South Australia excels at pest control

Feral Herald |
Kangaroo Island, South Australia. Photo: Georgie Sharp
Kangaroo Island, South Australia. Photo: Georgie Sharp

South Australia is doing some great work on feral animal control, including the world’s largest island eradication program.

In mid-May I joined a South Australian Government seminar to learn more about their feral animal control programs.

Claimed to be the largest in the world, a goat and deer eradication program on Kangaroo Island is close to claiming success. After eight years and close to $2m, the dedicated project team has removed all goats and deer in the national park and on private lands and is now monitoring to see if any have been missed. The eradication has not been easy. Essential to its success has been long-term funding, retention of key staff for the entire project and a commitment to working closely with landholders.  To maintain Kangaroo Island’s feral free status, controls are planned to prevent goats and deer from escaping from the island’s farms in the future.

Operation Bounceback, centred on the Flinders Ranges, is a great success story. Started in 1994, it has now expanded from Flinders Ranges National Park to include Gawler Ranges, Olary Ranges and 31 neighbouring private properties.  The program targets goats, foxes and, more recently, cats using aerial shooting, complemented by ground shooting by rangers and sporting shooters. In one surveyed area of the Flinders Ranges National Parks, less than 50 endangered yellow-footed rock wallaby were spotted in the 1990s and they were under serious risk of local extinction. In 2012, the same area had over 1,000 rock wallabies. Native animals and plants have begun to recover. In places where fox densities remain low the program is considering reintroducing lost native mammals, but high cat numbers will have to be dealt with first. Partnerships with landholders have been vital. But where landholders have been able to make money from goats on their properties, this economic incentive has hampered goat control.

In South Eastern South Australia, deer have been a growing problem after regular escapes from several deer farms. A coordinated program was initiated in 2002 after the then Minister for Agriculture expressed a strong interest in taking action . An early survey of landholders found they were fearful of deer shooting because of a general fear of hunters. They were also concerned about car accidents caused by deer and the risk of diseases spread by deer. Since the control program has been in place, community attitudes have shifted to being more supportive of control, although many people still see deer as a resource rather than a pest. Ground and aerial culling over ten years resulted in more than 2,800 deer killed and the population is now half the original size. The deer farms are no longer a source of escapees after regulations controlling fences for deer farms were strengthened.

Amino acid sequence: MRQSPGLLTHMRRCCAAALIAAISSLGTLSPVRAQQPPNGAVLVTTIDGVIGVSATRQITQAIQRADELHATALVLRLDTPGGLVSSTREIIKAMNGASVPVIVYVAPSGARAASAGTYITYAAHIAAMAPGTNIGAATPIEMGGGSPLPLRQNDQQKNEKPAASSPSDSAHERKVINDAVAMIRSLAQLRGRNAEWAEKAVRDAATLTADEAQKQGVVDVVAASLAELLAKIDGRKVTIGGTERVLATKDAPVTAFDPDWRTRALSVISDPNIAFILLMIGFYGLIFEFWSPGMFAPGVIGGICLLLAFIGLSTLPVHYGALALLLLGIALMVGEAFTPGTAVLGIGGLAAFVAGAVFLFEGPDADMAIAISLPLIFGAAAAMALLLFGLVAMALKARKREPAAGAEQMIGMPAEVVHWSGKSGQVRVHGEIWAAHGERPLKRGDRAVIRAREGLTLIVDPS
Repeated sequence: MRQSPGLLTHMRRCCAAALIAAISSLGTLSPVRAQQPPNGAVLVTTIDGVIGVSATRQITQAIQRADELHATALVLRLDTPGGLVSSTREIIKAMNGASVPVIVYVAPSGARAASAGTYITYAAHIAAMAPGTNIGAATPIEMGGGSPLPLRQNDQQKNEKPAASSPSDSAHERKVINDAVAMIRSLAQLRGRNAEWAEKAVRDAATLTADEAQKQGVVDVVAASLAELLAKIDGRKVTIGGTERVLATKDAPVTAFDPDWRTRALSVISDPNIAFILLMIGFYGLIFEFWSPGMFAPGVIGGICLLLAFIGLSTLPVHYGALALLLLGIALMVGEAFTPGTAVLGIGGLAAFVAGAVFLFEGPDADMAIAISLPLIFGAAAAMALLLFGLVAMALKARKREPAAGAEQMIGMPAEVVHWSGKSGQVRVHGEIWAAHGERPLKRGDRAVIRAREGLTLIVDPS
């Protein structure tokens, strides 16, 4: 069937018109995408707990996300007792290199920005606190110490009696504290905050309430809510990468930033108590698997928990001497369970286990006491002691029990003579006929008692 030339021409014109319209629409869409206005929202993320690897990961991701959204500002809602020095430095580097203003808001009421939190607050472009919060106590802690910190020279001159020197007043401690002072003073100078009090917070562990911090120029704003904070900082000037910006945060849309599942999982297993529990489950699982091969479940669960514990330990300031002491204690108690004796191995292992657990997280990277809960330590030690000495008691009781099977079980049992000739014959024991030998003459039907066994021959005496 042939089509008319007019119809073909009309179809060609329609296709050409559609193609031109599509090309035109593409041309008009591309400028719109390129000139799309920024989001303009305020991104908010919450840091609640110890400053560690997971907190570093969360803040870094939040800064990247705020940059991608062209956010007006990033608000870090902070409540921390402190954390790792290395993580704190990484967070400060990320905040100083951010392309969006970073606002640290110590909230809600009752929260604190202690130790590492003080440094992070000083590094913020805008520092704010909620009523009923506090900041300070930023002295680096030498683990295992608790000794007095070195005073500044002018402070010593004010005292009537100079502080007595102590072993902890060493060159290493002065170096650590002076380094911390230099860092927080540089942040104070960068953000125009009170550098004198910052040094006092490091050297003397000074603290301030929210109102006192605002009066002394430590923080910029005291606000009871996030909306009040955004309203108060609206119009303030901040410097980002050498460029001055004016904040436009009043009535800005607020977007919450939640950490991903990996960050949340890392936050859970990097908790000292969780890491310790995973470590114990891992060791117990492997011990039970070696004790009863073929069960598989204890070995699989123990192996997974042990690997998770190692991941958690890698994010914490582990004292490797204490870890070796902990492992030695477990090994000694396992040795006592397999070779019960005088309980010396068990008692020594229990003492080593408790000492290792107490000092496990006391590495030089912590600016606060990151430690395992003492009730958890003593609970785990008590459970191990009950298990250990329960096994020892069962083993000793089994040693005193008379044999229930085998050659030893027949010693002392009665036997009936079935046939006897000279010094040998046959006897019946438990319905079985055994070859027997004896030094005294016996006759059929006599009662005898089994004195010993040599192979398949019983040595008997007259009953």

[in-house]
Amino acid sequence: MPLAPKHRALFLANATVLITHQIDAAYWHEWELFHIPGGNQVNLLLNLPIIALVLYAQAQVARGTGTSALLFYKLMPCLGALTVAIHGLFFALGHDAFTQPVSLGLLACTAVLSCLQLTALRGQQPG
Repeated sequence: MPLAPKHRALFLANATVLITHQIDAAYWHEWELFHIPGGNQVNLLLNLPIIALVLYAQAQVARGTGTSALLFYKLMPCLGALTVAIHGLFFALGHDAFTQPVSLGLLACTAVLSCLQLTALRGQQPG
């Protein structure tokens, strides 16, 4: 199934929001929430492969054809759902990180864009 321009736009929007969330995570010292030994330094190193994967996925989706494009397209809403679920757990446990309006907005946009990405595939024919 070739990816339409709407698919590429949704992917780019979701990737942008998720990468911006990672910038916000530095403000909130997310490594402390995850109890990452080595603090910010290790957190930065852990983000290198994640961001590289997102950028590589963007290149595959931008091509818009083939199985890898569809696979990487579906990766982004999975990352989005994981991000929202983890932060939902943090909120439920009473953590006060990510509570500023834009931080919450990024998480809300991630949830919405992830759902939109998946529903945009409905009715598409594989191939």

On the Yorke Peninsular, a large-scale fox control program in place since 2008 has 575 permanent bait stations. This has resulted in the stabilisation of mallee fowl numbers in Innes National park, more emu chicks, increased sightings of endangered heath goannas, the return of penguins to the coast and landowners reporting higher lamb survival rates.

We also heard how technology is making pest control easier. Thermal imaging cameras can readily spot camels over large areas day or night and deer can be located under forest canopies. Small automatically triggered cameras are now widely accessible. These cameras capture the occurrence of feral animals and their behaviours, assisting with the effectiveness of trapping and baiting programs. DNA technology now allows the detection of pests such as carp, trout and bullfrogs from water samples, and the presence of invertebrate pests such as cats can be detected from leeches, mosquitoes and carrion flies in an area while grazing pests such as goats can be confirmed from saliva left on eaten plants. The Invasive Animals CRC is developing a range of new poisons, fertility control chemicals and species-specific poison delivery devices.

The seminar finished with an overview of South Australia’s program to prevent the establishment of new pests. Twelve ‘Alert Pest Animals’ have been identified as an extreme risk to the state and a publicity campaign seeks to involve the public in looking for new outbreaks. Stowaways from other states and the keepers of birds and exotic pets are two of the highest risk sources. A specialist ‘First Response Team’ is ready to quickly respond to emergency pests and diseases where action is needed within days of a new outbreak’s discovery.

While the low population and relative isolation of South Australia provides some natural advantages for feral animal control, there is much that other states could learn from the work of the South Australian government.

Recent setbacks in feral animal control for the environment in other states include Queensland’s diversion of scarce biosecurity resources into wild dog control for farmers, inaction on deer control due to opposition from hunters in Victoria, NSW and Tasmania, and inaction on feral horse control because of brumby advocates in NSW and Victoria. More generally, there has been a failure to establish the large-scale multi-landholder feral control programs needed to recover populations of many native species.

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